Will the administrative reform pass in Congress?

. Sep 11, 2020

This is Part 4 of The Brazilian Report’s special series on the Jair Bolsonaro administration’s proposal to reform public service in Brazil and its chances of passing in Congress. Read Part 1, Part 2, and Part 3.

Major reforms are, by nature, hard to pass in Congress. They must almost always come through amendments to the Constitution — which requires a 60-percent majority and two rounds of voting in each both the Lower House and Senate. But Jair Bolsonaro’s administrative reform has even more hurdles on its way to passing.

</p> <p>For starters, the timing couldn&#8217;t be worse. The country is still trying to respond to the economic crisis inflicted by the pandemic —&nbsp;and there is little mood for unpopular measures. Moreover, the reform was presented just weeks before campaigns for the <a href="http://www.tse.jus.br/eleicoes/eleicoes-2020/eleicoes-2020">2020 municipal elections</a> are scheduled to kick-off, on September 26.</p> <p>As our <a href="https://brazilian.report/newsletters/brazil-weekly/2020/07/20/the-future-for-work-in-brazil-seems-to-be-remote/">July 20 Weekly Report</a> showed, one-quarter of Brazilian lawmakers face elections for municipal office. And even those who won&#8217;t run will have their eyes on local races, as they have to set up the alliances that are key for lawmakers&#8217; re-election bids two years from now. Between September 26, when candidates are allowed to start campaigning, until November 29, when runoff elections will happen in major cities, nothing is expected to pass in Congress.</p> <p>&#8220;We should return only on December 1,&#8221; says Congressman Júlio Delgado, from Minas Gerais. &#8220;And still, on December 16 we wrap up the year. There are too many things to be decided upon [regarding the reform] in just two weeks,&#8221; he adds.</p> <div class="flourish-embed flourish-chart" data-src="visualisation/3199357" data-url="https://flo.uri.sh/visualisation/3199357/embed" aria-label=""><script src="https://public.flourish.studio/resources/embed.js"></script></div> <h2>Controversial reforms</h2> <p>As we previously explained in this series, the reform will enact the biggest changes in public service Brazil has seen since its return to democracy. Its core point is ending civil servants&#8217; ironclad job stability, conditioning their permanence to periodic performance evaluations.</p> <p>That is, however, precisely what is set to spark the fiercest debates in Congress, as the civil servant lobby is one of the strongest in Brasília.&nbsp;</p> <p>Another point of contention concerns a section which would enhance presidential powers over the government&#8217;s structure. The head of state would be free to alter the structure of any agency without congressional approval as long as it doesn&#8217;t raise public spending. </p> <p>But as we explained in Part 1, it seems highly unlikely that Congress would waive its prerogative to approve or bring down presidential acts that reshape the government&#8217;s structure. Especially in a moment when tensions between the government and Congress are so high — to the point that House Speaker Rodrigo Maia declared that he no longer speaks to Economy Minister Paulo Guedes.</p> <h2>How the pandemic disrupts the reform&#8217;s calendar</h2> <p>Since March 20, Congress has worked remotely for the most part —&nbsp;and the work of various committees have been halted. However, no constitutional amendment can be voted on the floor unless it passes by multiple such committees.</p> <p>While congressional leaders claim they want committees to return to action as soon as possible, it is unlikely anything will happen before the end of the municipal elections. Meaning that there is virtually no chance of the reform progressing this year.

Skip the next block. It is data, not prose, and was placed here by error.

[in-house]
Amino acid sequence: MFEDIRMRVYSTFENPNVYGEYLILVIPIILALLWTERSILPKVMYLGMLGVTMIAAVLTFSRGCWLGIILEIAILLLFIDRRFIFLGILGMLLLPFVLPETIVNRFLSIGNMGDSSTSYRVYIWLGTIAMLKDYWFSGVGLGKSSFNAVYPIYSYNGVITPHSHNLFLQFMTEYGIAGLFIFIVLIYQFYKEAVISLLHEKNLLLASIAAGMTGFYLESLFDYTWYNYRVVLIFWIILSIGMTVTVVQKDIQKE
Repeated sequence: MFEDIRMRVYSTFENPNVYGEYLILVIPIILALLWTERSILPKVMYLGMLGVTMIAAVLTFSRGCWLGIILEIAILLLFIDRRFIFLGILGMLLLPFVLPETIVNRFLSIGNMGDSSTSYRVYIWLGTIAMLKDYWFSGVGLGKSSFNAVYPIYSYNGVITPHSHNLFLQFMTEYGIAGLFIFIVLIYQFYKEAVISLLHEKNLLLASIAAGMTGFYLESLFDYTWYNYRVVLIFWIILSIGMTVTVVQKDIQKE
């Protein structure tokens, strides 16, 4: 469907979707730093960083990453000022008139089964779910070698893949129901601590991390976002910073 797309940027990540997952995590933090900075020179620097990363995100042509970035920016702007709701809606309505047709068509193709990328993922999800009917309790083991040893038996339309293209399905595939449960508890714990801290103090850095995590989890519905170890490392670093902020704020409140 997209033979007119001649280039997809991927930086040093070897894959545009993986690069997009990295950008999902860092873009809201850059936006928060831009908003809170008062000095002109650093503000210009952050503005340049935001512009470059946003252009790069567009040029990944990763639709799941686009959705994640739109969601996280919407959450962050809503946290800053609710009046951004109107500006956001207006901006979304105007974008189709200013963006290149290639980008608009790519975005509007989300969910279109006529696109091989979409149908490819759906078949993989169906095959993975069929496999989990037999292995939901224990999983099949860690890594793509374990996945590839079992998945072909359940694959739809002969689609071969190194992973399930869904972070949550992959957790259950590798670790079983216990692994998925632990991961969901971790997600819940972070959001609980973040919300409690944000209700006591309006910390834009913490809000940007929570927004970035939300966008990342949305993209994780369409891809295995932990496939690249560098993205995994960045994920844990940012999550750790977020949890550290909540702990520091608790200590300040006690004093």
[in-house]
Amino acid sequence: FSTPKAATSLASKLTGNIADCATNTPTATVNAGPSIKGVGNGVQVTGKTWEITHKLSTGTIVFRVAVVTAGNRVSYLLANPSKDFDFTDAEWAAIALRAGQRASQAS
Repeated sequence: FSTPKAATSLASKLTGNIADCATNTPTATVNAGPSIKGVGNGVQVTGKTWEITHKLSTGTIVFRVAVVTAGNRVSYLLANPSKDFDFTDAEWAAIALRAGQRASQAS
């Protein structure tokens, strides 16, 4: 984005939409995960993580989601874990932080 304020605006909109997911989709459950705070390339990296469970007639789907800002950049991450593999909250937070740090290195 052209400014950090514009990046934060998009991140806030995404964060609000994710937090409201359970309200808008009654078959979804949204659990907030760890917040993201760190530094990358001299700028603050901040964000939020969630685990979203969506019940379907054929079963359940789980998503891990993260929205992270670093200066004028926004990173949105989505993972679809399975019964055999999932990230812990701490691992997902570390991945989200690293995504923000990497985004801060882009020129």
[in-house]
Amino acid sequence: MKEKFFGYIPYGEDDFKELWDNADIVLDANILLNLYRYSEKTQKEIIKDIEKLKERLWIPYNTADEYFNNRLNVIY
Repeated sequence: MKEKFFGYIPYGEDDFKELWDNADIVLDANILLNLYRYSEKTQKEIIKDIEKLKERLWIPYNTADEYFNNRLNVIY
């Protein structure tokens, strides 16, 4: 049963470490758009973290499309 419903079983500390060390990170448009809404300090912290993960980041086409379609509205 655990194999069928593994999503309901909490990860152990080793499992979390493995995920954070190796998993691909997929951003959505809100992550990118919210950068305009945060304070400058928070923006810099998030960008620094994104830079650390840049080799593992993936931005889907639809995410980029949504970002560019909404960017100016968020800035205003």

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Débora Álvares

Débora Álvares has worked as a political reporter for newspapers Folha de S.Paulo, O Estado de S.Paulo, Globo News, HuffPost, among others. She specializes in reporting on Brasilia, working behind-the-scenes coverage at the Executive, Legislative, and Judiciary branches of government.

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